After wide rumors about him being hired to resurrect "Superman" franchise, Christopher Nolan has finally spoken up about the issue. In a recent interview with Los Angeles Times, he admits that he is working on the next film about the flying superhero with David Goyer, his co-scribe for "Batman Begins", writing the script for the upcoming project.
Though he claims that he likes Bryan Singer's "Superman Returns" in the way that it connected to director Richard Donner's version, the 39-year-old insists the new movie will be solely dependent on his own direction. "A lot of people have approached Superman in a lot of different ways. I only know the way that has worked for us that's what I know how to do," he states.
Dishing on Goyer's idea for the new "Superman" film, which reportedly will be titled "The Man of Steel", Nolan shares, "He basically told me, 'I have this thought about how you would approach Superman.' I immediately got it, loved it and thought: That is a way of approaching the story I've never seen before that makes it incredibly exciting." He then adds, "I wanted to get Emma [Thomas - Nolan's producer wife] and I involved in shepherding the project right away and getting it to the studio and getting it going in an exciting way."
Beside opening up about his involvement in "Superman" franchise, Nolan also talks about "Batman 3", hinting that it probably will be the end of the story. "Without getting into specifics, the key thing that makes the third film an great possibility for us is that we want to finish our story. And in viewing it as the finishing of a story rather than infinitely blowing up the balloon and expanding the story... I'm very excited about the end of the film, the conclusion, and what we've done with the characters," he says.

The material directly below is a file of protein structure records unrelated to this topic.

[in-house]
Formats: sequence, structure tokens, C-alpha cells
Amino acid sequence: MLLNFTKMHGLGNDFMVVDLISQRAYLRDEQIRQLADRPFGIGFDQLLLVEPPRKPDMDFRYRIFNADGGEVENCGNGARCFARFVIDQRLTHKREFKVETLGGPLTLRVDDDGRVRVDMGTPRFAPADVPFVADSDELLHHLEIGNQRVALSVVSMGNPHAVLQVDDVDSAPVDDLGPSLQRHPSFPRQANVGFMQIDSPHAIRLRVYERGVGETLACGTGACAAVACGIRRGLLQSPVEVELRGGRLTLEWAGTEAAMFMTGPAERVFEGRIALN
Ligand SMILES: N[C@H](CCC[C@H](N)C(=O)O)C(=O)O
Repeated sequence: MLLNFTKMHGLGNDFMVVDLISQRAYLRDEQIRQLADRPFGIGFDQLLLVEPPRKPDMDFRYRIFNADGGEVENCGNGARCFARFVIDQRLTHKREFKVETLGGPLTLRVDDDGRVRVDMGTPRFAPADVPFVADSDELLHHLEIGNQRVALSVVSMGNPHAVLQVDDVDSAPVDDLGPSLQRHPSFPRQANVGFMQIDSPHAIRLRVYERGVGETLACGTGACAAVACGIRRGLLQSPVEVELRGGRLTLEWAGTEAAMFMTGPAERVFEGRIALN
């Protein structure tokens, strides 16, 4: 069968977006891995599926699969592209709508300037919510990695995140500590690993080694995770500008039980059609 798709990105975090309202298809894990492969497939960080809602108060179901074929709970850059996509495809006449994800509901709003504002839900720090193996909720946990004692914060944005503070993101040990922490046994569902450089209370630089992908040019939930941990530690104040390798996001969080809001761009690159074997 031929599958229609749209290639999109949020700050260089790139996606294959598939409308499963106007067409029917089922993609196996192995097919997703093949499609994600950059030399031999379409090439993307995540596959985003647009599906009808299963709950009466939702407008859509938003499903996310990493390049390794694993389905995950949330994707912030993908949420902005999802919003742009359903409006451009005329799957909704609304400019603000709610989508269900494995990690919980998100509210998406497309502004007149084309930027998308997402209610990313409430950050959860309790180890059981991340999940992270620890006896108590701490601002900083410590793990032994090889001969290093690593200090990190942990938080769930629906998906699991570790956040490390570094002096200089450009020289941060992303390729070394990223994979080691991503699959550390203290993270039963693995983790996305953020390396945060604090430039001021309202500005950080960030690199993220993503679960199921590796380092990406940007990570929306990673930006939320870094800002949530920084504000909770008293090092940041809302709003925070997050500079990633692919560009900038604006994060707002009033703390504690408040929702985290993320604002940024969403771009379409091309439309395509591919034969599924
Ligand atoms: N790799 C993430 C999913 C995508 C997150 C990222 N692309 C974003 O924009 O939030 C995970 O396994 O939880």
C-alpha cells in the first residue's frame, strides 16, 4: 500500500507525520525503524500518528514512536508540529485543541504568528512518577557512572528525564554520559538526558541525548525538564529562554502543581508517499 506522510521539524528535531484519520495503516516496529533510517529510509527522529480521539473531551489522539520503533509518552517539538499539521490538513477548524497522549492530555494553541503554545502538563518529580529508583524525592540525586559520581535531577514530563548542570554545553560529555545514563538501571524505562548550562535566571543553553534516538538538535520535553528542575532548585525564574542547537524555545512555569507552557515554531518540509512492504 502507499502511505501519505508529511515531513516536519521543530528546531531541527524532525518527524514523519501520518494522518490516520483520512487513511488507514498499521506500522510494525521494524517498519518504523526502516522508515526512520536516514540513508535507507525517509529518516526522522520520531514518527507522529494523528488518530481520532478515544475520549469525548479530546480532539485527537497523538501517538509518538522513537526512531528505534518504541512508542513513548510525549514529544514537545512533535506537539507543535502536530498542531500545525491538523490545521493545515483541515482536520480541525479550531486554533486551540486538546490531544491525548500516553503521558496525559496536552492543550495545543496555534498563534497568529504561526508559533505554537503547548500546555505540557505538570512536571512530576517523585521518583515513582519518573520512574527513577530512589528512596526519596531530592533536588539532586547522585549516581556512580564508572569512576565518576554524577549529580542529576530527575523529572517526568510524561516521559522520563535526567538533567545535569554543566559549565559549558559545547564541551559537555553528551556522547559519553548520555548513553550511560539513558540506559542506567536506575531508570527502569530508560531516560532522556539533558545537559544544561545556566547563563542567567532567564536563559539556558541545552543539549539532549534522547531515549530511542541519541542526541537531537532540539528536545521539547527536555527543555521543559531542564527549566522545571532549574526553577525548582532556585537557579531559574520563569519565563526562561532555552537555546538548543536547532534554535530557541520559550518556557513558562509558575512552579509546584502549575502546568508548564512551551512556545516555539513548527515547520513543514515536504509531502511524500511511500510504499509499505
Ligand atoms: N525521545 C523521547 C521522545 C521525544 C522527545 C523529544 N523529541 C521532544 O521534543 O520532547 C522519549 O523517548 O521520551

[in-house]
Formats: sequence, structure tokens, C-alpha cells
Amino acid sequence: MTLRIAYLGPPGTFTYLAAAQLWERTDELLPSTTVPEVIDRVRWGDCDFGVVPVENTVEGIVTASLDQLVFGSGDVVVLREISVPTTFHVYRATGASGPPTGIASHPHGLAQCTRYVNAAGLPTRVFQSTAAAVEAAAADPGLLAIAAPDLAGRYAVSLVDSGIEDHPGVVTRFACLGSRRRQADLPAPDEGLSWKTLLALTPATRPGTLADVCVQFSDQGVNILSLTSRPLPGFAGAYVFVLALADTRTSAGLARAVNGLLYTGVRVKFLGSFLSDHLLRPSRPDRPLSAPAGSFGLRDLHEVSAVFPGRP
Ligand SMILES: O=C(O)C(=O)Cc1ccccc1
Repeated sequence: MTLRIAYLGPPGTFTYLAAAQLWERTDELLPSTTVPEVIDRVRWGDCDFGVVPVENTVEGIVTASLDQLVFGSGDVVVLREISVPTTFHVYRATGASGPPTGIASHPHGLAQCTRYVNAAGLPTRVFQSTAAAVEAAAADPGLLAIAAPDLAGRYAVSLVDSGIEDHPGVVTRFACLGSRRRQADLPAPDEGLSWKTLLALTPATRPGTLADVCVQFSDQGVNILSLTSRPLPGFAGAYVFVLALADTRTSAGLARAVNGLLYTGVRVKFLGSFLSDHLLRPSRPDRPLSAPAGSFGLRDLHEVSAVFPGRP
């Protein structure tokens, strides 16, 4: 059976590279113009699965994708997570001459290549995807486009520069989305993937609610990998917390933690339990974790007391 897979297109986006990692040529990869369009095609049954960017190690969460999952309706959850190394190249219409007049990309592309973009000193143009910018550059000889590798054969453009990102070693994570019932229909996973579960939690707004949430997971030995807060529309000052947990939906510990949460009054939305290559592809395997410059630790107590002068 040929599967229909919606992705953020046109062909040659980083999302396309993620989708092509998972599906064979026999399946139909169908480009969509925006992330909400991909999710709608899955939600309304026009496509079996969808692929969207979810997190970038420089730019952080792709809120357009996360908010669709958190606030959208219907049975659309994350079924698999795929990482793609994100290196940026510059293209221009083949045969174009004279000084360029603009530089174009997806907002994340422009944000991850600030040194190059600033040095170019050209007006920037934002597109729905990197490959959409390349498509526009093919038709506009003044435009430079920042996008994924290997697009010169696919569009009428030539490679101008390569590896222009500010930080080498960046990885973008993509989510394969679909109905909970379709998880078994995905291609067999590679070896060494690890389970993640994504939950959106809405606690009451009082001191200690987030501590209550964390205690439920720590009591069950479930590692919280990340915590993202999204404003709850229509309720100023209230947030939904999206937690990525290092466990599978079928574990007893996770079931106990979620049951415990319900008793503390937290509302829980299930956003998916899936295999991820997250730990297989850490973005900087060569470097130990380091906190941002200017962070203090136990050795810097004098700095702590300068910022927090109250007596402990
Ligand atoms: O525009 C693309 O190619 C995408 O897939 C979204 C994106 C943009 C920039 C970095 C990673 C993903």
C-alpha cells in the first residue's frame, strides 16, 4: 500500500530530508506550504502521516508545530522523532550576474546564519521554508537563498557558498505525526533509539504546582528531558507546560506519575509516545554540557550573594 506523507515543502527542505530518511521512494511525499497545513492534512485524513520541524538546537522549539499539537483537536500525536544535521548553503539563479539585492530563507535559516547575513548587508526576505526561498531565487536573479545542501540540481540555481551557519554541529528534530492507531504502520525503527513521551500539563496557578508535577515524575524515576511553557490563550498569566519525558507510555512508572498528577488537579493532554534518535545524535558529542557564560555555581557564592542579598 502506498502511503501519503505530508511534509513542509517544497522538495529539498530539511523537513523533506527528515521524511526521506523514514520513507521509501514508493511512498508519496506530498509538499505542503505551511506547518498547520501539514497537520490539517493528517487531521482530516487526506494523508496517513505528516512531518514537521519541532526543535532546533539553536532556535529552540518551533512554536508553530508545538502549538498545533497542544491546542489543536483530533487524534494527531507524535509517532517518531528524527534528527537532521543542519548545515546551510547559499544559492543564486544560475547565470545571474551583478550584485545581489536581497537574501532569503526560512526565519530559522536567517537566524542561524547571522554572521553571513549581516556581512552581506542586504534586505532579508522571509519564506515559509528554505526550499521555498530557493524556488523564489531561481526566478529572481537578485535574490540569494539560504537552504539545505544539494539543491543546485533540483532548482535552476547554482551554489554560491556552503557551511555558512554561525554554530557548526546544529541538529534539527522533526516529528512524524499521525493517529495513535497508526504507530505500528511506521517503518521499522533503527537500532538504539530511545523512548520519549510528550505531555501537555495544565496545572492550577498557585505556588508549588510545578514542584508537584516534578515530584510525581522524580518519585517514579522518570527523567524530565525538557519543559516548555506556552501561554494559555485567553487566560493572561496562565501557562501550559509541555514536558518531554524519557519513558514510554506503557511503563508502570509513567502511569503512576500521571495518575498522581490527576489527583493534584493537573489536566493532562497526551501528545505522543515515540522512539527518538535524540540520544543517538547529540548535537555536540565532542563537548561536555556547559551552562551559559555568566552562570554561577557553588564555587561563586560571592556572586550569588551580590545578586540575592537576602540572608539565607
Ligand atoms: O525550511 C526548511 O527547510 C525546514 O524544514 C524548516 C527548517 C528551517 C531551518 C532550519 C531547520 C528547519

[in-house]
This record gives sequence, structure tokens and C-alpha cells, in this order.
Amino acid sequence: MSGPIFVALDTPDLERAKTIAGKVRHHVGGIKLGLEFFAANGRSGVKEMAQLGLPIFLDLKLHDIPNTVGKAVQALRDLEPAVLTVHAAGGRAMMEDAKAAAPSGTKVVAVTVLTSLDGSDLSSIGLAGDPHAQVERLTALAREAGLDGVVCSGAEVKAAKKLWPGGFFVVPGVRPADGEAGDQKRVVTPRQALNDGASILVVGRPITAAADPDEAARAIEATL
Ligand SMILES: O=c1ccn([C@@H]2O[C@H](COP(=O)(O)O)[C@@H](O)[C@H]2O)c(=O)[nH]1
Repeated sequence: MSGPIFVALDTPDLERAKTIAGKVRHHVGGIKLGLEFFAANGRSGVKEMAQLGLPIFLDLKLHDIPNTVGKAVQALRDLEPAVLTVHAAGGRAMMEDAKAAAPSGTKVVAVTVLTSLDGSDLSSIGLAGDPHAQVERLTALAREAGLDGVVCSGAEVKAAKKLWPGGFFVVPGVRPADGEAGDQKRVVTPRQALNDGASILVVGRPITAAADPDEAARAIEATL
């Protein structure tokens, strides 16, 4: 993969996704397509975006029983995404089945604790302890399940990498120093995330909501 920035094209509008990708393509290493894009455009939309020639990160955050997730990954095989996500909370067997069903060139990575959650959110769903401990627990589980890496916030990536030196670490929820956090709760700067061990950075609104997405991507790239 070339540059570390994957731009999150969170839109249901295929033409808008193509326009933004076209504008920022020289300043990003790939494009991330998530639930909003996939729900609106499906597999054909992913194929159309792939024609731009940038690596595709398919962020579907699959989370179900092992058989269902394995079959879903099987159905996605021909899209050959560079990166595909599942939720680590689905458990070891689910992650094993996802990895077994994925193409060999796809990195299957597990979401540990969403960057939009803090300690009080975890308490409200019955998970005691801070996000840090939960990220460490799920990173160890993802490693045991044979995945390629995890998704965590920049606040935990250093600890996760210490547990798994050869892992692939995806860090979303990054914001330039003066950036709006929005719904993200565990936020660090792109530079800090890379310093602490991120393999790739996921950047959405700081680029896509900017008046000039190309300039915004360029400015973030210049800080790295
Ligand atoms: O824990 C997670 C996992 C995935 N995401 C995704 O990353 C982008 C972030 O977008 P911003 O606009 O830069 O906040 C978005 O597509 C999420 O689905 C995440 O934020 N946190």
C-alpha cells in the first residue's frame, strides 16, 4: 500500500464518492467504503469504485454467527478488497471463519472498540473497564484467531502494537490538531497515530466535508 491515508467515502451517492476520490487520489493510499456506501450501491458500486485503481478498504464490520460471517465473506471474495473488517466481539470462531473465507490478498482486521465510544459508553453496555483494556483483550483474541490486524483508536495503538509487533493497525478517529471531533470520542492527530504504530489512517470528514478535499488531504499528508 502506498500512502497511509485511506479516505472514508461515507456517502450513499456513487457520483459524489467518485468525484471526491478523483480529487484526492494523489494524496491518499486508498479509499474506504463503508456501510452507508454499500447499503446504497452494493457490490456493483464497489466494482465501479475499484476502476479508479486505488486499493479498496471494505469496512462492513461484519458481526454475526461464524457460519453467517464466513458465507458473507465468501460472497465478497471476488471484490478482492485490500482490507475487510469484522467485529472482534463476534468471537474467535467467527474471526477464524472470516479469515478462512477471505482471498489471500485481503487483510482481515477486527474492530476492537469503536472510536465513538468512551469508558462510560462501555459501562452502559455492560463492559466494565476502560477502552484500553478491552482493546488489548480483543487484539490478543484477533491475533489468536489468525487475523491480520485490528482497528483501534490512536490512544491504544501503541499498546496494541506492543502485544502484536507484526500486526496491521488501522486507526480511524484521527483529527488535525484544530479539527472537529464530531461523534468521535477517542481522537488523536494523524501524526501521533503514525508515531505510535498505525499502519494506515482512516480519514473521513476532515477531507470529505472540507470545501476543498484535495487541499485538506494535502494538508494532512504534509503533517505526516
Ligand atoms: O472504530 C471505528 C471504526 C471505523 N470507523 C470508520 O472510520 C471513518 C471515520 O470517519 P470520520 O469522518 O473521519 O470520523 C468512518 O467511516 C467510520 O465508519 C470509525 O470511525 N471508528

The British filmmaker informs that his brother Jonathan Nolan, who has previously penned "The Dark Knight", is writing the screenplay for the next sequel, gushing "My brother has come up with some pretty exciting stuff." He further explains, "Unlike the comics, these thing don't go on forever in film and viewing it as a story with an end is useful. Viewing it as an ending, that sets you very much on the right track about the appropriate conclusion and the essence of what tale we're telling. And it hearkens back to that priority of trying to find the reality in these fantastic stories. That's what we do."
Asked about who will be the next "Batman" villain, he refuses to spill the detail, but does eliminate one name, saying "It won't be Mr. Freeze." Though he has spoken a lot about his return to the next movie about the Gotham hero, Nolan still won't confirm to Los Angeles Times whether or not he will direct "Batman 3", which recently was reported to have begun scouting in Chicago.